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New graphical method for evaluating gas exchange in congestive heart failure

BARD, ROBERT L.; NICKLAS, JOHN M.

Medicine & Science in Sports & Exercise: April 2000 - Volume 32 - Issue 4 - p 870-876
Special Communications: Methods

BARD, R. L. and J. M. NICKLAS. New graphical method for evaluating gas exchange in congestive heart failure. Med. Sci. Sports Exerc., Vol. 32, No. 4, pp. 870–876, 2000.

Purpose: The purpose of this study was to determine the usefulness of a new graphical method for evaluating gas exchange (GE), as applied to three common averaging techniques used during rest, exercise, and recovery in patients with congestive heart failure (CHF).

Methods: Fifty patients’ resting, exercise, and recovery GE graphs were evaluated using a new graphical method to determine oxygen consumption (V̇O2), ventilation (V̇E), and respiratory exchange ratio (RER). Precision of the new method was evaluated by repeated measures using the same investigator, an additional investigator, and an untrained student. A 1-min rolling time average (RTA) updated every 20 s was used as the reference to the graphical method and the metabolic cart’s computer analysis. Breath-by-breath data were evaluated using three averaging techniques, average 5 of 7 breaths (5/7), average of 8 breaths (AVG 8), and 30-s average (30-s). Differences between the computer and the graphical method were assessed by two-sided t-tests; ANOVA was used between the three investigators and also between the three averaging techniques.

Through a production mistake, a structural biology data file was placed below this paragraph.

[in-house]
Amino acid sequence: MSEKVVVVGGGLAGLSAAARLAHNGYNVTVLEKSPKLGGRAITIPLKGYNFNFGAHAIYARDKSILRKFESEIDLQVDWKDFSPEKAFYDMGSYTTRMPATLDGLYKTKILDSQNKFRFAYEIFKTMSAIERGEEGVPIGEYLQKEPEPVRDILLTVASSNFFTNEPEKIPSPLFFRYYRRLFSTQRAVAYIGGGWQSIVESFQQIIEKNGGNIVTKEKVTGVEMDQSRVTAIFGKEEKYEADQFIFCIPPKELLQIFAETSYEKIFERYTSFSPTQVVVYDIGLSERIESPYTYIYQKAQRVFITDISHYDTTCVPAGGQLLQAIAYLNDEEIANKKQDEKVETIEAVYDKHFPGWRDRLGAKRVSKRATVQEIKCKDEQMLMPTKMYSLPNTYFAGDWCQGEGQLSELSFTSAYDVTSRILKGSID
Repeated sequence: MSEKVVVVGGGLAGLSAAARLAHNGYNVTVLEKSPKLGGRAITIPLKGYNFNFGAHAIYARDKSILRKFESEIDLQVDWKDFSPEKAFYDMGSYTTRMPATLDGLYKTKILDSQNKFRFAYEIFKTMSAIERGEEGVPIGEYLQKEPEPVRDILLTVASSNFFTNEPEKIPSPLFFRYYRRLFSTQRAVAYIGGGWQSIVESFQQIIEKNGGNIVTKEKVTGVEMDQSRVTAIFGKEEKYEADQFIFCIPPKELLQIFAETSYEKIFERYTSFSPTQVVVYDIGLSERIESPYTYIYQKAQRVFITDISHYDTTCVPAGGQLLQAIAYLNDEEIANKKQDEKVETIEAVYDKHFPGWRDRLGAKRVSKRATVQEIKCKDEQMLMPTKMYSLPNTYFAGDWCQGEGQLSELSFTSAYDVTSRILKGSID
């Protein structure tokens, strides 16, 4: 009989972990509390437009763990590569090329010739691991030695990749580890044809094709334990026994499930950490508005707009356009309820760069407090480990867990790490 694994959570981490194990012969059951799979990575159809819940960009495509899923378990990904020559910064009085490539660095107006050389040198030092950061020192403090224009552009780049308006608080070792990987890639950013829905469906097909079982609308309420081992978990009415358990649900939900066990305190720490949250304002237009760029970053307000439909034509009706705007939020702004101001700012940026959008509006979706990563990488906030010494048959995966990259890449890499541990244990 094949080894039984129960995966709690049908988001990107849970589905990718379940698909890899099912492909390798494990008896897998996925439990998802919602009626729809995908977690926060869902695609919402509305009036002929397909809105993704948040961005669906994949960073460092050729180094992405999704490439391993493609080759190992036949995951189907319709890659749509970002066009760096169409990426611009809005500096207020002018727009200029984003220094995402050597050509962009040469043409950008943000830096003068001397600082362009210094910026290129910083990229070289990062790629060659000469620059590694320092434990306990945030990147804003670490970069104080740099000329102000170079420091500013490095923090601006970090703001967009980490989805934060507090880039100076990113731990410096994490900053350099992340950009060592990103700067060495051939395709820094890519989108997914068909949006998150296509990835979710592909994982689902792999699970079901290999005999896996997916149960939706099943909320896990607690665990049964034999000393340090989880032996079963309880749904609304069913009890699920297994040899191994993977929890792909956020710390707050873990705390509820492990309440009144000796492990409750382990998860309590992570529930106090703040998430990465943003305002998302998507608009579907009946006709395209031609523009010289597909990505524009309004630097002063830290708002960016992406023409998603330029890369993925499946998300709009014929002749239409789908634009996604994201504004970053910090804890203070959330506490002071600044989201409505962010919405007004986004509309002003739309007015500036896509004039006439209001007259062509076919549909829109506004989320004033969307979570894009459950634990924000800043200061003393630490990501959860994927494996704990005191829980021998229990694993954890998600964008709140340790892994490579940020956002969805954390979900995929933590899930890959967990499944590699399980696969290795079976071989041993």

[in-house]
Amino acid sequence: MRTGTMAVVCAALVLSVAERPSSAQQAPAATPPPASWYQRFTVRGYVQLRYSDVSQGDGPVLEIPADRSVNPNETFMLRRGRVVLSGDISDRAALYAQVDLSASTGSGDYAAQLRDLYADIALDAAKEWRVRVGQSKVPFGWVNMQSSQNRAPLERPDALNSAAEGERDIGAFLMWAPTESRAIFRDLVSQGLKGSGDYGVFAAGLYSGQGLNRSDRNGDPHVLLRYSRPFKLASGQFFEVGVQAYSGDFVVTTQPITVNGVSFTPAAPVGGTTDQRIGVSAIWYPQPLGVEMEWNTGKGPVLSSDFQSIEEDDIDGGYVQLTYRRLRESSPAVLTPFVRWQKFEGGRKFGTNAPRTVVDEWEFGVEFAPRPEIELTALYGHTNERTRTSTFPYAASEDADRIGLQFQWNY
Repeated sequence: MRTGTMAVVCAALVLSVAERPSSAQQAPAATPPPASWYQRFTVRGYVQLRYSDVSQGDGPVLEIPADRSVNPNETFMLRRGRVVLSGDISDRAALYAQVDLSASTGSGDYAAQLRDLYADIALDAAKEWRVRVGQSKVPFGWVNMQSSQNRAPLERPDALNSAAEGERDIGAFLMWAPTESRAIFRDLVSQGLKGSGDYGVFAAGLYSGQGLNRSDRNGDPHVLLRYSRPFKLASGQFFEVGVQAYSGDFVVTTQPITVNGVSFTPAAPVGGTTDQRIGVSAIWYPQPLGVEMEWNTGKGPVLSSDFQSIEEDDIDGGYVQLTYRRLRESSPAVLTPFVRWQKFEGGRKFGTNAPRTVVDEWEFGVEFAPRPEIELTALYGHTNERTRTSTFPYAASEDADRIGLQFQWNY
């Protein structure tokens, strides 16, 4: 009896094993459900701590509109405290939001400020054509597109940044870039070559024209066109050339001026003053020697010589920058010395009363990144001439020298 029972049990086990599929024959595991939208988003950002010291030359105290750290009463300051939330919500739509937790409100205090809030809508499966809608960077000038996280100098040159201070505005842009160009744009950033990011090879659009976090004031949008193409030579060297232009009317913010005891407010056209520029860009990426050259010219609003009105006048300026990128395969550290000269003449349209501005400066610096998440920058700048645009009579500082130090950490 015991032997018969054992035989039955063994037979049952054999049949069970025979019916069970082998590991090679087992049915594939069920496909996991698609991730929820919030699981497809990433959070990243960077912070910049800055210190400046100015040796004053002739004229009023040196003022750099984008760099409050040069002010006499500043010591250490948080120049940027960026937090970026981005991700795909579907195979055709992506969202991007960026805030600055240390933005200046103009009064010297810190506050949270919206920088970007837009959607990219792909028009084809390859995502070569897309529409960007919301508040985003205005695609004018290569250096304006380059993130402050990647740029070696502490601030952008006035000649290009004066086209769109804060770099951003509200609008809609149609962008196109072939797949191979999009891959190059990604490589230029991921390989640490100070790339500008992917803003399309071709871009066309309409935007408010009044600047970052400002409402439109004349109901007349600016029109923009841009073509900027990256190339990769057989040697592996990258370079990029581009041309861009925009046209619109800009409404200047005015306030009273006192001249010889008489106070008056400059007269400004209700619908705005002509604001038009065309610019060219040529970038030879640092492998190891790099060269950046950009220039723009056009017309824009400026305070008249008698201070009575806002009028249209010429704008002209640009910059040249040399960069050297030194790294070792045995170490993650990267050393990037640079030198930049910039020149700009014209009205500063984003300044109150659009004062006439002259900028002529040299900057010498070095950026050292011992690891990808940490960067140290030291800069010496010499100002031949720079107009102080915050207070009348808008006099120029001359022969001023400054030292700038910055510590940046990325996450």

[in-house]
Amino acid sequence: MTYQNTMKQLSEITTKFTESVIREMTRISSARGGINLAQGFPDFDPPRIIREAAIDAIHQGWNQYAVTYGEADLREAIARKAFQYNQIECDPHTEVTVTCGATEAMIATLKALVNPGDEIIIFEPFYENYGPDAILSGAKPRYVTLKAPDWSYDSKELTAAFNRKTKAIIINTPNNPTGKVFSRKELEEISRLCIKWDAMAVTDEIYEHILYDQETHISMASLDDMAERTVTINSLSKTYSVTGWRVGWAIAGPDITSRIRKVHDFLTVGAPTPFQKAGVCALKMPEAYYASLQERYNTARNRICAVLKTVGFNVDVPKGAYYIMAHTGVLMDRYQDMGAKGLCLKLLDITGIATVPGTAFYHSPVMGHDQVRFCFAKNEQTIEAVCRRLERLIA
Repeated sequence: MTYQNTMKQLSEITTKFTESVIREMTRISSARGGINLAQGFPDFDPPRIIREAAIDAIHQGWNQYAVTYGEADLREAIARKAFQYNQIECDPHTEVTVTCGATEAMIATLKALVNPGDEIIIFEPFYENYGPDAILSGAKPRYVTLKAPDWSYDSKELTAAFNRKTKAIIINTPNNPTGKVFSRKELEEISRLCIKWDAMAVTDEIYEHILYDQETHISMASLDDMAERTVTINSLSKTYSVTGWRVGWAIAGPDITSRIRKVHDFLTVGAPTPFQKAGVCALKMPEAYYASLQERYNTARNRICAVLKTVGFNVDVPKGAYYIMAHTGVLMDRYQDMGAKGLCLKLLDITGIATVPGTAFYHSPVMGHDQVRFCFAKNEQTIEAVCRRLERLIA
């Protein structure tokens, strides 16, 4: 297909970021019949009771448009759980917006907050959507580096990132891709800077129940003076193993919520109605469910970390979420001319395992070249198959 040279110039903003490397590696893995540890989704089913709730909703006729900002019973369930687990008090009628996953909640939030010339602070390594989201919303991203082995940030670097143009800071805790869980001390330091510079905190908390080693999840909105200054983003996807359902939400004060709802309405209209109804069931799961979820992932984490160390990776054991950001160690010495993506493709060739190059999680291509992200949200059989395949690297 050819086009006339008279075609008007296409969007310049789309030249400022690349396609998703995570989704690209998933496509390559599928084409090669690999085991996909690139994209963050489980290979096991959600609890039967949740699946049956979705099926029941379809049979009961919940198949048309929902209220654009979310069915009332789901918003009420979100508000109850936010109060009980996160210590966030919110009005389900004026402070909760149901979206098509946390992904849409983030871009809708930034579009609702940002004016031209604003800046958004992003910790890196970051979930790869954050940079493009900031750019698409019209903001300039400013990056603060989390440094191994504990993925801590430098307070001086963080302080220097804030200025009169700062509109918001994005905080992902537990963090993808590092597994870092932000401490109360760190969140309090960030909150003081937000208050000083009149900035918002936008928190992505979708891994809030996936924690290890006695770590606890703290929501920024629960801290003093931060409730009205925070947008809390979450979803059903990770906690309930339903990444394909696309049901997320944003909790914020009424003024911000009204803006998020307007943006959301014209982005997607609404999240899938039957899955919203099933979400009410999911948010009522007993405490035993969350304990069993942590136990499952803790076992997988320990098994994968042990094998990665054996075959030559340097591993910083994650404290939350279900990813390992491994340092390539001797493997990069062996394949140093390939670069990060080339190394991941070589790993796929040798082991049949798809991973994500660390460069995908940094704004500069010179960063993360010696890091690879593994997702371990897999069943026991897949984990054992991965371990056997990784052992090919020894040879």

Results: There were no significant differences of repeated measures between trained and untrained investigators. The graphical method results were significantly different than the computer results. The only difference with RTA involved computer resting values, which were also different than the graphical method.

Conclusion: In conclusion, the graphical method may be used to standardize GE evaluation because it displays excellent intrainvestigator precision and good interinvestigator precision between experienced and inexperienced investigators. Averaging techniques less than 30 s have greater bias when using computer-derived values, although when incorporating the graphical method the averaging technique chosen has little influence on all measures.

University of Michigan Medical Center, Congestive Heart Failure and Transplant Program, Ann Arbor, MI

Submitted for publication September 1998.

Accepted for publication May 1999.

Address for correspondence: Robert L. Bard, University of Michigan Medical Center, 1500 E. Medical Center Drive, L3119 Womens, Box 0273, Ann Arbor, MI 48109-0273. E-mail: bbard@umich.edu.

© 2000 Lippincott Williams & Wilkins, Inc.